Talladega frights: Never underestimate this place, on and off the track

Talladega frights: Never underestimate this place, on and off the track
By: Steven Cole Smith
May 2, 2014, 10:42 PM

NASCAR's biggest oval has a history unlike any other track

One minute the driver was standing there in the pits, holding his helmet, and the next minute he had slumped to the pavement. Paramedics worked on him feverishly, but nothing would help him now. He was dead.

Thus begins my saddest memory of Talladega Superspeedway. Haunted? That’s the legend – built on an Indiana burial ground in Alabama, and all that – but it’s never been substantiated. But it wouldn’t be surprising. Since it opened in 1969, no race track has come close to logging the sheer volume of strange occurrences than the huge track where NASCAR and ARCA are racing this weekend.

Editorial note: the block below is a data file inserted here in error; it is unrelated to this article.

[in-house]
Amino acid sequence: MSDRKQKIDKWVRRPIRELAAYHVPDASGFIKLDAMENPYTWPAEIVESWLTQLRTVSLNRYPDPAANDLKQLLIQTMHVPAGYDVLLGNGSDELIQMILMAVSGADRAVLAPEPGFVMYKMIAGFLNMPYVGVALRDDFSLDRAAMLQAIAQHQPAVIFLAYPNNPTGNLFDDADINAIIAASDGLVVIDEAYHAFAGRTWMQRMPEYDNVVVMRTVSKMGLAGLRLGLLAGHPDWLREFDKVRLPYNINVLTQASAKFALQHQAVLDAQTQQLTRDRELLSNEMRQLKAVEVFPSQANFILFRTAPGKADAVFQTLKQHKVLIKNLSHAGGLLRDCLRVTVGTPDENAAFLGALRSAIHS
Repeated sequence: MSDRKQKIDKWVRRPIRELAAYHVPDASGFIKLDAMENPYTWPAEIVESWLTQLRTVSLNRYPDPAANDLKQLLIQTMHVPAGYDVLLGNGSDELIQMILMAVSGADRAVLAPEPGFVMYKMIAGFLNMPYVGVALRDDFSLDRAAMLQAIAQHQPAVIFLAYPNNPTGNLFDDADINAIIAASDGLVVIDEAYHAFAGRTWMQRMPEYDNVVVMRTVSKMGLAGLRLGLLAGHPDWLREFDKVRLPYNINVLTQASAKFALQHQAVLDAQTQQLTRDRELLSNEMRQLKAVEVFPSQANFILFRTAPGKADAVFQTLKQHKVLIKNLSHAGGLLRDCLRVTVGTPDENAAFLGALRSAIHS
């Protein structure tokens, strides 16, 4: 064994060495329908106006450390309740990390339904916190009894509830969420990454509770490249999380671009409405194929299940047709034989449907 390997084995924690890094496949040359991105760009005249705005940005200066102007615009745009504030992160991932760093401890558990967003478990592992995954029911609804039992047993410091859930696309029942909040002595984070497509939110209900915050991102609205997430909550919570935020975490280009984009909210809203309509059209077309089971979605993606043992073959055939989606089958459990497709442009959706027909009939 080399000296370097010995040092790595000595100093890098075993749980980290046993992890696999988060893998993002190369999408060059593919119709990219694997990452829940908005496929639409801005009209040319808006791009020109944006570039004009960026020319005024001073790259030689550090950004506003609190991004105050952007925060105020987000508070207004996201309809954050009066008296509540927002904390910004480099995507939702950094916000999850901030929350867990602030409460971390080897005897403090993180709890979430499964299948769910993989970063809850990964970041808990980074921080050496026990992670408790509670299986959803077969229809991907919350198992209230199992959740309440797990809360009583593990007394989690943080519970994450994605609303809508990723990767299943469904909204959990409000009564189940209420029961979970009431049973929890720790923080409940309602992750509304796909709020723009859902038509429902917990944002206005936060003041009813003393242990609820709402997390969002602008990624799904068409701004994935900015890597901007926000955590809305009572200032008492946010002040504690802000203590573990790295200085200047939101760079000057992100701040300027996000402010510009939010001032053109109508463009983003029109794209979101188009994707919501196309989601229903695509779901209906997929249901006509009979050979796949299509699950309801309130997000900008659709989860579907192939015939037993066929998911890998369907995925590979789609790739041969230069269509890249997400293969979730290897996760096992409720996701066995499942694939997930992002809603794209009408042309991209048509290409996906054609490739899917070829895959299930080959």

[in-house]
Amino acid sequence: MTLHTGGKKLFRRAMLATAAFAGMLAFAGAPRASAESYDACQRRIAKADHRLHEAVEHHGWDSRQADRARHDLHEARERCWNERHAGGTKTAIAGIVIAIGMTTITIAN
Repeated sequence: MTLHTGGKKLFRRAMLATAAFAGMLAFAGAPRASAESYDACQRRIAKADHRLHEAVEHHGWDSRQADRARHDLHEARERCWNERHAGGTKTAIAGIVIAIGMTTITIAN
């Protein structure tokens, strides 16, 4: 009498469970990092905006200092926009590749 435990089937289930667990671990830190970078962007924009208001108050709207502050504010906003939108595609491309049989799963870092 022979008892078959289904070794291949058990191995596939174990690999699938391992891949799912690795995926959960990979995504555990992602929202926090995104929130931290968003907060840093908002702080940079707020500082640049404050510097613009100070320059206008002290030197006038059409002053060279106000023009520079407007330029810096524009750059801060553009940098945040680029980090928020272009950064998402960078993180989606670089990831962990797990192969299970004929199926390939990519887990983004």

Thanks to various tests over the years, I’ve probably driven a hundred or more laps around Talladega, and still the first time I drive into turn one at full speed, I want to lift. The banking makes it feel like you are driving into a cave. On paper, the track seems a lot like Daytona, but driving at Daytona is like driving at a great big conventional oval. Driving at Talladega – it’s just different.

Daytona’s infield is almost entirely built up. At Talladega, there’s still a lot of vacant real estate inside the fences. Testing there at night – and the track doesn’t have lights, and probably never will – as I did for Saab, you pull out of the pits with the feeling that if you didn’t show up again, it would be 20 or 30 minutes before anybody missed you.